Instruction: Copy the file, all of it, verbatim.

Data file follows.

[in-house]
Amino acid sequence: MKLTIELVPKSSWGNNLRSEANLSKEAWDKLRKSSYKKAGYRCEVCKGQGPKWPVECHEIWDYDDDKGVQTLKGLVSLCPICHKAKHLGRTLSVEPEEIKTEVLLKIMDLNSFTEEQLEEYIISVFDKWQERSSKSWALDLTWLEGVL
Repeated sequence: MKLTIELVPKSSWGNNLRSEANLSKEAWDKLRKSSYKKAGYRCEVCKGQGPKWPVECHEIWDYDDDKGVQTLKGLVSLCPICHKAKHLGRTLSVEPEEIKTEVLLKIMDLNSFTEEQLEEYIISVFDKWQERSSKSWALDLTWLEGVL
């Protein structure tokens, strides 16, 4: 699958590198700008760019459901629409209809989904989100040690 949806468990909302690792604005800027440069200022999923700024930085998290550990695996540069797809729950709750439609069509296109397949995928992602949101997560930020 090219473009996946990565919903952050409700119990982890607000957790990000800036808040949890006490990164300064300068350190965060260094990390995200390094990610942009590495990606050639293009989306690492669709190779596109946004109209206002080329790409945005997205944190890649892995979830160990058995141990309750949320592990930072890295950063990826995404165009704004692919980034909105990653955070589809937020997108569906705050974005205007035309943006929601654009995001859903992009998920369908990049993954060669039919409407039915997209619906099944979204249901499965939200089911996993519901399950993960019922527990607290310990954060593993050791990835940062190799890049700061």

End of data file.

[in-house]
Amino acid sequence: MKLTIELVPKSSWGNNLRSEANLSKEAWDKLRKSSYKKAGYRCEVCKGQGPKWPVECHEIWDYDDDKGVQTLKGLVSLCPICHKAKHLGRTLSVEPEEIKTEVLLKIMDLNSFTEEQLEEYIISVFDKWQERSSKSWALDLTWLEGVL
Repeated sequence: MKLTIELVPKSSWGNNLRSEANLSKEAWDKLRKSSYKKAGYRCEVCKGQGPKWPVECHEIWDYDDDKGVQTLKGLVSLCPICHKAKHLGRTLSVEPEEIKTEVLLKIMDLNSFTEEQLEEYIISVFDKWQERSSKSWALDLTWLEGVL
């Protein structure tokens, strides 16, 4: 699958590198700008760019459901629409209809989904989100040690 949806468990909302690792604005800027440069200022999923700024930085998290550990695996540069797809729950709750439609069509296109397949995928992602949101997560930020 090219473009996946990565919903952050409700119990982890607000957790990000800036808040949890006490990164300064300068350190965060260094990390995200390094990610942009590495990606050639293009989306690492669709190779596109946004109209206002080329790409945005997205944190890649892995979830160990058995141990309750949320592990930072890295950063990826995404165009704004692919980034909105990653955070589809937020997108569906705050974005205007035309943006929601654009995001859903992009998920369908990049993954060669039919409407039915997209619906099944979204249901499965939200089911996993519901399950993960019922527990607290310990954060593993050791990835940062190799890049700061």